Lackey's Hair, Fan Impact, Coghlan's Comeback, and Other Bullets

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Lackey’s Hair, Fan Impact, Coghlan’s Comeback, and Other Bullets

Chicago Cubs

lackey and monteroPrior to Sunday’s walk-off win, I had three separate conversations with folks about how the Cubs have had so few walk-offs this year compared to last year (only one at the time, compared to 13(!) last season). Then, within four days, the Cubs had two more.

And they weren’t just run-of-the-mill walk-offs, either. They were nuts!

(OK, so all walk-offs are fun. It’s just that you don’t see a walk-off wild pitch or a walk-off bunt (in the 12th inning by a starting pitcher) that often, especially when both came after furious comebacks.)

  • John Lackey treated folks to a Lackey-ism after the game, when asked about expectations for the team (CSN): “Fair expectations? We’re trying to win the World Series. I didn’t come here for a haircut. You know what I mean? We’re trying to get it on. I came here for jewelry.” I love it. So many places I want to go with that. A little Marvin Gaye? Conjuring an image of Lackey with a ton of fancy jewelry? Wondering whether Lackey gets really awesome haircuts somewhere in Chicago?
  • On the crazy win, Joe Maddon opened his post-game press conference with this (ESPN): “May I just comment on our fans? A big part of that rally in the end of the game was just our fans. Truly. So much energy.” Normally, in baseball, I wouldn’t credit fan involvement for too much, unless it was something to do with a ball in the stands. But, given how absurdly raucous and focused the crowds at Wrigley have been the last two years, given how on top of you the crowd is at that ballpark, and given that Marlins closer A.J. Ramos seemed to unravel more and more yesterday, it’s not at all inconceivable to think that the electricity in the crowd had an impact on his performance. So, well done, fans.
  • Maybe this is part of what the front office has been counting on for Chris Coghlan? The Cubs’ sometime left fielder was one of baseball’s biggest exit velocity underachievers in the first half (i.e., hitting the ball really hard without getting the results to match), and history has shown that those guys tend to get a lot better results in the second half. Combine that with the very plausible personal explanation for his struggles in Oakland (a surprise trade during Spring Training), with the way he hit against righties in 2014 and 2015 with the Cubs (very well), and the positive progress he’s shown with the Cubs since coming back this year, and I can easily see why they want to bet on him being the lefty bat they want in the outfield. Of course, there really aren’t other options at this point anyway.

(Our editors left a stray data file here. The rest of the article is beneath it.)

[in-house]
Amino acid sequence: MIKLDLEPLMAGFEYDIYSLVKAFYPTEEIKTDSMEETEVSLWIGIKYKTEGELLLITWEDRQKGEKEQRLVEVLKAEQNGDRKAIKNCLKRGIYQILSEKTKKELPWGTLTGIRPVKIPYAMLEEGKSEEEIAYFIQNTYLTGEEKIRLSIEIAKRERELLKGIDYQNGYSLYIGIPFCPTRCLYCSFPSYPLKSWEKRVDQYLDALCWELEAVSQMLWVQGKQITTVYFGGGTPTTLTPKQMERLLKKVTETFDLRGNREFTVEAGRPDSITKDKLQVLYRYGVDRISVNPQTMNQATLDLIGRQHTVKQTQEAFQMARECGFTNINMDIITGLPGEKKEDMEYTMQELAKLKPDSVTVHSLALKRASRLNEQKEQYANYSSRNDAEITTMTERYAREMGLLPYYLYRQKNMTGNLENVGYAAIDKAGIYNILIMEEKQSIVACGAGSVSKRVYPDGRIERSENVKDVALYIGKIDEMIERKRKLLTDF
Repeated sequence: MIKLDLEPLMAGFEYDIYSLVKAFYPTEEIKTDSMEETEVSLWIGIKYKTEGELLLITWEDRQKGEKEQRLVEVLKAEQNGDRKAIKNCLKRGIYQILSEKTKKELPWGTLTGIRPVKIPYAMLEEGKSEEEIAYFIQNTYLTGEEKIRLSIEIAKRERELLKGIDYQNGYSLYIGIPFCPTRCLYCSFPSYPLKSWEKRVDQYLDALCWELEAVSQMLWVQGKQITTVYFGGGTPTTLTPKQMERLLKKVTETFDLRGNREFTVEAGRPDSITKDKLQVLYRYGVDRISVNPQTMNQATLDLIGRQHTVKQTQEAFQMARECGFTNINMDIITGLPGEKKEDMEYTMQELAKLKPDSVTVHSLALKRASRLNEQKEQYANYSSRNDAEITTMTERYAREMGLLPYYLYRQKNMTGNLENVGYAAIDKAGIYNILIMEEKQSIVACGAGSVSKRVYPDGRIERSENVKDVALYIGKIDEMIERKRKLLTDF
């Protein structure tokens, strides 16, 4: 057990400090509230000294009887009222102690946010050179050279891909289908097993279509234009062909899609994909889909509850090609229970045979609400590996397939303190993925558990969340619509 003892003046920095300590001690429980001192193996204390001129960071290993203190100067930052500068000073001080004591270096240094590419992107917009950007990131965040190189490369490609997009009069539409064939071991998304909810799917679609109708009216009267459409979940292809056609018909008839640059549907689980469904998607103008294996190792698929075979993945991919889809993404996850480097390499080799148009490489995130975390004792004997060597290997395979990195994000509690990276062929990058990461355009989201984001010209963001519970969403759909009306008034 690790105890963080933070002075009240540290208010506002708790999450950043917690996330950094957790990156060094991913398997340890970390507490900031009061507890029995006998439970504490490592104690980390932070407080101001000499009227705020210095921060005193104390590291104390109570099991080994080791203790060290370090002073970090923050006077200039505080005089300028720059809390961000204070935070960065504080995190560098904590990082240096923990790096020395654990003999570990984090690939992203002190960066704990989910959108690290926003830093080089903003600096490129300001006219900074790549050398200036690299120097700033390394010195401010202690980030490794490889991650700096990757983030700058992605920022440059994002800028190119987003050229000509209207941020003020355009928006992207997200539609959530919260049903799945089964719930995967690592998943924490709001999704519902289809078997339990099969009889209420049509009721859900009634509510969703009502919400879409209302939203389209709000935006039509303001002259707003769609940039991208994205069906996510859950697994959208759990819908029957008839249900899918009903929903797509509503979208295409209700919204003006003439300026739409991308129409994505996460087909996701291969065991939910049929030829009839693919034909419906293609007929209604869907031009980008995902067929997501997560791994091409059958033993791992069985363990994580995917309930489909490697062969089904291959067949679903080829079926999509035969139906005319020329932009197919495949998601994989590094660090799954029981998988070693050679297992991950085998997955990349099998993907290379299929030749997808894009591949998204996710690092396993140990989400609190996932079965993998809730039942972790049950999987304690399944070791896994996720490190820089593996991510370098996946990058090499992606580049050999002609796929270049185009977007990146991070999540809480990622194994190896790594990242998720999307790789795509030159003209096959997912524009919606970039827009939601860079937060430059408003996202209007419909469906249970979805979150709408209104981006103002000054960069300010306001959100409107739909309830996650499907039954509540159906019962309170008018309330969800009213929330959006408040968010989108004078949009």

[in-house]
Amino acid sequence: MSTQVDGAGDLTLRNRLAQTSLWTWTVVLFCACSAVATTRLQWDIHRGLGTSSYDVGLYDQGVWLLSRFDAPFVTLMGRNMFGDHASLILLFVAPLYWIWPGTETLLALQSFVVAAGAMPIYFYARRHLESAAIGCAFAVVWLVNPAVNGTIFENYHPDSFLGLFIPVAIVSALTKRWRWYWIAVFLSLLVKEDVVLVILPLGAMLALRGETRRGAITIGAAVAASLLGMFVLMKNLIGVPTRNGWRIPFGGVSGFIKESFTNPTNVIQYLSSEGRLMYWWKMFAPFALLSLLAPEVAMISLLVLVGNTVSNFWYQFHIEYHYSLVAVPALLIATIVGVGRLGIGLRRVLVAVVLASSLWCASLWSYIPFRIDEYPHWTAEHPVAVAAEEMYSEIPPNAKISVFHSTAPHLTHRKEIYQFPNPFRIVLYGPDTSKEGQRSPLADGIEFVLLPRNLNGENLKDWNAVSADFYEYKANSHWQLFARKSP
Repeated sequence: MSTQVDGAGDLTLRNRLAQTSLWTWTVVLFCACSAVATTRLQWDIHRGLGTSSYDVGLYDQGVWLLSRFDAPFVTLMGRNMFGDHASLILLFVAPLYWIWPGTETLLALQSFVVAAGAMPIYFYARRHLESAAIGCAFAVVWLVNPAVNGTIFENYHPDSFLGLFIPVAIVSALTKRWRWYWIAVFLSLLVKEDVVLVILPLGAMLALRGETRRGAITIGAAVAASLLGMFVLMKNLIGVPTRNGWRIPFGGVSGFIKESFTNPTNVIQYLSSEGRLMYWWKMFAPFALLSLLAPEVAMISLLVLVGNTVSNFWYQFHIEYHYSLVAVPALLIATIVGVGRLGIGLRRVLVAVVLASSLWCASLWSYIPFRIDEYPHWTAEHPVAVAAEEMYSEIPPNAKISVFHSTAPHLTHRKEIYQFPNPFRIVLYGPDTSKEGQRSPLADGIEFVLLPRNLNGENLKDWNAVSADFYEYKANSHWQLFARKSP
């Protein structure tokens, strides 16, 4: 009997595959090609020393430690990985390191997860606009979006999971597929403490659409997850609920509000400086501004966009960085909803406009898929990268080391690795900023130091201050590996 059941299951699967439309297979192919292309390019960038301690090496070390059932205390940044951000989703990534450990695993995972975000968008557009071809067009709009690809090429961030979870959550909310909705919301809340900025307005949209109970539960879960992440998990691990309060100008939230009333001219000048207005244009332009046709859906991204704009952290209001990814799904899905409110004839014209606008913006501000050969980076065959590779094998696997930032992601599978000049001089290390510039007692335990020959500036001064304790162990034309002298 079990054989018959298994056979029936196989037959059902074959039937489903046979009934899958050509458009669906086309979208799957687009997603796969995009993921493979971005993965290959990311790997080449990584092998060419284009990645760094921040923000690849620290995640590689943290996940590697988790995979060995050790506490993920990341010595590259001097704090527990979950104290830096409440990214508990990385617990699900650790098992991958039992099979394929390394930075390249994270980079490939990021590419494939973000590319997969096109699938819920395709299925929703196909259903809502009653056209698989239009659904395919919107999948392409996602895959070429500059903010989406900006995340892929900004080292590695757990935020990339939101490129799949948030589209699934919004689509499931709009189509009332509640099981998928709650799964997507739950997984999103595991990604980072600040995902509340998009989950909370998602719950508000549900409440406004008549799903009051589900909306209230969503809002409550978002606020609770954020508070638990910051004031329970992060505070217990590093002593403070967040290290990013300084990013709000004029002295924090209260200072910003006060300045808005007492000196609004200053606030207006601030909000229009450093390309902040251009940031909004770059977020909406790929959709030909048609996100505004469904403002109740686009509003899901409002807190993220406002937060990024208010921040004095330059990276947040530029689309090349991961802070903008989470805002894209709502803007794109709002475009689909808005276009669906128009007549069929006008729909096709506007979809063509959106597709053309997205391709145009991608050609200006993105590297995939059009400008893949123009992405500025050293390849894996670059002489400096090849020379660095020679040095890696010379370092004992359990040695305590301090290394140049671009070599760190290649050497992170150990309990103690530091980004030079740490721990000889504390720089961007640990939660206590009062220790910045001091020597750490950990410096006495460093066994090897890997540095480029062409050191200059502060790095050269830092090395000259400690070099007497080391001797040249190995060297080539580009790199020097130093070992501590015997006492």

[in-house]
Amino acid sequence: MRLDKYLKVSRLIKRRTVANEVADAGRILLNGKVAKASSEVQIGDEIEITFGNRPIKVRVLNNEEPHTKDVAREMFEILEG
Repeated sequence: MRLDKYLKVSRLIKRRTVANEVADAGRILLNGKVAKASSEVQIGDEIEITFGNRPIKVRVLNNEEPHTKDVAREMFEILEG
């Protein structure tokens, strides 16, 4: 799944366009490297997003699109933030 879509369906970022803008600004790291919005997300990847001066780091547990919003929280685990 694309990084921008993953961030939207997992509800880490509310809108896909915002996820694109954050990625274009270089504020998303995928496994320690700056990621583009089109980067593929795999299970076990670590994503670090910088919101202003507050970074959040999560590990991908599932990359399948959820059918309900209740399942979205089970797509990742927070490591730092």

• Joe Maddon talks at CSN about Javy Baez’s continued progression at the plate, envisioning even more power down the line once he fully figures things out at the plate (Maddon says he’ll be unrecognizable in a couple years).
  • Tommy La Stella is not yet with the Iowa Cubs even after they returned home, but a Cubs spokesperson told Tommy Birch that La Stella was given extra time beyond the normal 72 hours to report “due to personal reasons.” Iowa manager Marty Pevey had no information on when La Stella would arrive.
  • The deal of the day at Amazon that jumped out at me this morning is this chair. I get excited about weird things. It just looks cool. And I bet it’s very comfortable.
  • Baseball is coming back to the Olympics in 2020, and this is fantastic:

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Author: Brett Taylor

Brett Taylor is the Editor and Lead Cubs Writer at Bleacher Nation, and you can find him on Twitter at @BleacherNation and @Brett_A_Taylor.